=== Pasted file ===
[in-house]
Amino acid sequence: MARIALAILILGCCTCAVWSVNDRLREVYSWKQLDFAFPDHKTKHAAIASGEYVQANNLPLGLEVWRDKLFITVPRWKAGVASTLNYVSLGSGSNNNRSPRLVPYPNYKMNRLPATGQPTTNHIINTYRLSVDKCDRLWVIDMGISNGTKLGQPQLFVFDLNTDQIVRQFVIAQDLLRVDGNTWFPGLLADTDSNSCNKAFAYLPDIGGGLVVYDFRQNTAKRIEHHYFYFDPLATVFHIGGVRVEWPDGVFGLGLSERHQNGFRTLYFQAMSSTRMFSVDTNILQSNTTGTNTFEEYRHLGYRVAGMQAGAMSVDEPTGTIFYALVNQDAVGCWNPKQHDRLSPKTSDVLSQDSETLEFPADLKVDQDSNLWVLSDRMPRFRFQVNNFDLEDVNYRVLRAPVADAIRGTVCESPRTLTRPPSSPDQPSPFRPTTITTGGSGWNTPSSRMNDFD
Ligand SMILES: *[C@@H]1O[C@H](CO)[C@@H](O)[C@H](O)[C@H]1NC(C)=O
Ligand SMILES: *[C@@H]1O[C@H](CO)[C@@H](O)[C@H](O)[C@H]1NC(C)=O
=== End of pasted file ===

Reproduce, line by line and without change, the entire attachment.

[in-house]
Amino acid sequence: MARIALAILILGCCTCAVWSVNDRLREVYSWKQLDFAFPDHKTKHAAIASGEYVQANNLPLGLEVWRDKLFITVPRWKAGVASTLNYVSLGSGSNNNRSPRLVPYPNYKMNRLPATGQPTTNHIINTYRLSVDKCDRLWVIDMGISNGTKLGQPQLFVFDLNTDQIVRQFVIAQDLLRVDGNTWFPGLLADTDSNSCNKAFAYLPDIGGGLVVYDFRQNTAKRIEHHYFYFDPLATVFHIGGVRVEWPDGVFGLGLSERHQNGFRTLYFQAMSSTRMFSVDTNILQSNTTGTNTFEEYRHLGYRVAGMQAGAMSVDEPTGTIFYALVNQDAVGCWNPKQHDRLSPKTSDVLSQDSETLEFPADLKVDQDSNLWVLSDRMPRFRFQVNNFDLEDVNYRVLRAPVADAIRGTVCESPRTLTRPPSSPDQPSPFRPTTITTGGSGWNTPSSRMNDFD
Ligand SMILES: *[C@@H]1O[C@H](CO)[C@@H](O)[C@H](O)[C@H]1NC(C)=O
Ligand SMILES: *[C@@H]1O[C@H](CO)[C@@H](O)[C@H](O)[C@H]1NC(C)=O